I am about to make an admission that may damage my feminist cred in the eyes of some: I got a huge kick out of Howard Stern's radio show for many many years (until he left FM radio and I couldn't be bothered to switch to satellite). I didn't listen to him to try to be "cool" or to fit in with the guys. I started listening to him circa 1992 because I saw him on a cable TV show and he genuinely made me laugh.
Stern's humor can be a lot more subtle and intelligent than his detractors give him credit for. (Not always of course; I absolutely hate hate hate bathroom humor with an undying passion). Yes, he presents sexuality and sexual humor from a male point of view -- but at the same time as he repeatedly urges women to get naked in his studio, he is primarily lampooning male sexuality. His humor always struck me as not so much about trashing women (although, you know, he doesn't necessarily get a feminist gold star), but more about mocking the shallowness of his own inner 14 year old. Stern laughs generally at human beings' basest instincts (base because, as he himself ruefully acknowledges, these instincts are often at odds with any redeeming social value). Of course, he indulges in these instincts as well but always with a humorous self-awareness that (unfortunately) his imitators utterly lack. It's that self-awareness that, in my view, always saved him from descending into misogyny.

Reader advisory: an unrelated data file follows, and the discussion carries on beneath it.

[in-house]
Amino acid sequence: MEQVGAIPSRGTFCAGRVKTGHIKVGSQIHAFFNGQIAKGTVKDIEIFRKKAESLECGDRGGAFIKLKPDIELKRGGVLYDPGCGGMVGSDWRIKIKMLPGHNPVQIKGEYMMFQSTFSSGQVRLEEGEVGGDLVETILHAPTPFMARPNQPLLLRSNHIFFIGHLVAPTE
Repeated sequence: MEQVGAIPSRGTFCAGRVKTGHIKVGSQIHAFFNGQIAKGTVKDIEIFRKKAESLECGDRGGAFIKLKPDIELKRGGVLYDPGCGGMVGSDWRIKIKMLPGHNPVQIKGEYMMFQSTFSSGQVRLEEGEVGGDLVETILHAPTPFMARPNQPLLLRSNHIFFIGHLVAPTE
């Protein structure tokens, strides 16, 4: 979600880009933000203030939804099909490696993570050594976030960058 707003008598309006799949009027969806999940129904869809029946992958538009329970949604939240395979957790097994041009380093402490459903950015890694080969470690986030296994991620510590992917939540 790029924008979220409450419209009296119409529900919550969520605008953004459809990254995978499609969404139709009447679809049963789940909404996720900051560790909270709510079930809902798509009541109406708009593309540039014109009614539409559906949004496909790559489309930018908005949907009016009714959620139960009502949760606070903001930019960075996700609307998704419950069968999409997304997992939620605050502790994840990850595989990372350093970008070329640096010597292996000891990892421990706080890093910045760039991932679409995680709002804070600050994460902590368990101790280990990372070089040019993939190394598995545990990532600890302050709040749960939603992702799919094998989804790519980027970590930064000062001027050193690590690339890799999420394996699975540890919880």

Stern makes fun of other people, sometimes relentlessly. But he also wears his own insecurities, neuroses, and weaknesses on his sleeve, and was generally just as hard on himself as everyone else. We hear about his horrible body image, his years in therapy, and his unhappy childhood. His parents make cameo appearances. (His mother's oblivious claim -- uttered in a thick New York accent -- that Stern was an "adored child," was comedy gold.)
I also never got the sense -- as I do with the likes of people like Andrew Dice Clay or Tucker Max -- that Stern views women as less than human. There are plenty of women who are objects of his mockery -- but there are plenty of people across the board who are objects of his mockery. In fact, Stern has often given voice to strippers, nude models, and porn stars, presenting them for the first time in the mass media as human beings. I find that far prefarable to Playboy's one-dimensional, unthreatening, presentations of centerfolds breathlessly gushing about what an "honor" it is to pose nude. We got to hear that Jenna Jamison is pretty darned intelligent and that sex workers have life stories, and family lives, and sex drives, and sexual dislikes, and insecurities and feelings like everyone else.
Robin Quivers is a crucial ingredient on the show, serving as a straightwoman who exposes the basic silliness of whatever the guys are doing. Stern was also a brilliant straight man himself -- my favorite bits being when he allowed Daniel Carver, the apparently oblivious or maybe moronic KKK Imperial Grand Wizard, to make a complete ass of himself.
I can't endorse everything Stern has ever said or done, obviously. And I'll allow that his influence has helped create a male-centered pornification of our culture that is not at all favorable to women or women's sexuality. But he made me laugh and he made me think. It bothers me to no end that his followers and imitators, the dreadful Tucker Maxes of the world, seem to have missed the point.